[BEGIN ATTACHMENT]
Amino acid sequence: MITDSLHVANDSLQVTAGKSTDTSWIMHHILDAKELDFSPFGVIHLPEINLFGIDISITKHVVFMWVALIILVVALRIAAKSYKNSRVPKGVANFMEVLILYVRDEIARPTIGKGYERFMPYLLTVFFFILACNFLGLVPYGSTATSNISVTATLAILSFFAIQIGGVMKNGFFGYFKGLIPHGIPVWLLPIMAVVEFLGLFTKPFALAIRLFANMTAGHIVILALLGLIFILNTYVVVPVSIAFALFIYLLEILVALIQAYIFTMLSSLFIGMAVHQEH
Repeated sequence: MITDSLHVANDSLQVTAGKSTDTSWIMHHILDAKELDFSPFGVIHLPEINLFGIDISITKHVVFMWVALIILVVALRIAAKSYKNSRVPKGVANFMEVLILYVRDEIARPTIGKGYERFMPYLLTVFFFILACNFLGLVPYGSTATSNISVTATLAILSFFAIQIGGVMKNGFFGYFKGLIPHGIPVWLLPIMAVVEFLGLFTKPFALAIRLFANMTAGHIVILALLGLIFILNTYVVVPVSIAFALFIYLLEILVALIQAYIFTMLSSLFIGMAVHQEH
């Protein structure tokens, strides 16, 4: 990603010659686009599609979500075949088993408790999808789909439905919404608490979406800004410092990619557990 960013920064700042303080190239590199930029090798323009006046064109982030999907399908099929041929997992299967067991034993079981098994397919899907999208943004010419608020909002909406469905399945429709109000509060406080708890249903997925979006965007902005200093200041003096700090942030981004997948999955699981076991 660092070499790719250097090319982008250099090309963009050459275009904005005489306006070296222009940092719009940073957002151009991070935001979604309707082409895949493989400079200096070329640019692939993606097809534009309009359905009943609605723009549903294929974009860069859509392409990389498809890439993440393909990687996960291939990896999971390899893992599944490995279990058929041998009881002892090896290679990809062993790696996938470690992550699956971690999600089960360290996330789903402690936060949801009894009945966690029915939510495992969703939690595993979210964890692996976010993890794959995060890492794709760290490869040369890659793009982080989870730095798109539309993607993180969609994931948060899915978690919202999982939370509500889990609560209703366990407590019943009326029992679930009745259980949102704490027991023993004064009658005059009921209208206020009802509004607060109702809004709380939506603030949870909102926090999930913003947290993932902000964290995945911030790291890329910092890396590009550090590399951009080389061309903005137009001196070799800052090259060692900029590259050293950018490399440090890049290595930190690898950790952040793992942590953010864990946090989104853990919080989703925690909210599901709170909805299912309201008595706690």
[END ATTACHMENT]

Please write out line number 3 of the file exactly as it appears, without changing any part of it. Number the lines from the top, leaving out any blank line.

């Protein structure tokens, strides 16, 4: 990603010659686009599609979500075949088993408790999808789909439905919404608490979406800004410092990619557990 960013920064700042303080190239590199930029090798323009006046064109982030999907399908099929041929997992299967067991034993079981098994397919899907999208943004010419608020909002909406469905399945429709109000509060406080708890249903997925979006965007902005200093200041003096700090942030981004997948999955699981076991 660092070499790719250097090319982008250099090309963009050459275009904005005489306006070296222009940092719009940073957002151009991070935001979604309707082409895949493989400079200096070329640019692939993606097809534009309009359905009943609605723009549903294929974009860069859509392409990389498809890439993440393909990687996960291939990896999971390899893992599944490995279990058929041998009881002892090896290679990809062993790696996938470690992550699956971690999600089960360290996330789903402690936060949801009894009945966690029915939510495992969703939690595993979210964890692996976010993890794959995060890492794709760290490869040369890659793009982080989870730095798109539309993607993180969609994931948060899915978690919202999982939370509500889990609560209703366990407590019943009326029992679930009745259980949102704490027991023993004064009658005059009921209208206020009802509004607060109702809004709380939506603030949870909102926090999930913003947290993932902000964290995945911030790291890329910092890396590009550090590399951009080389061309903005137009001196070799800052090259060692900029590259050293950018490399440090890049290595930190690898950790952040793992942590953010864990946090989104853990919080989703925690909210599901709170909805299912309201008595706690």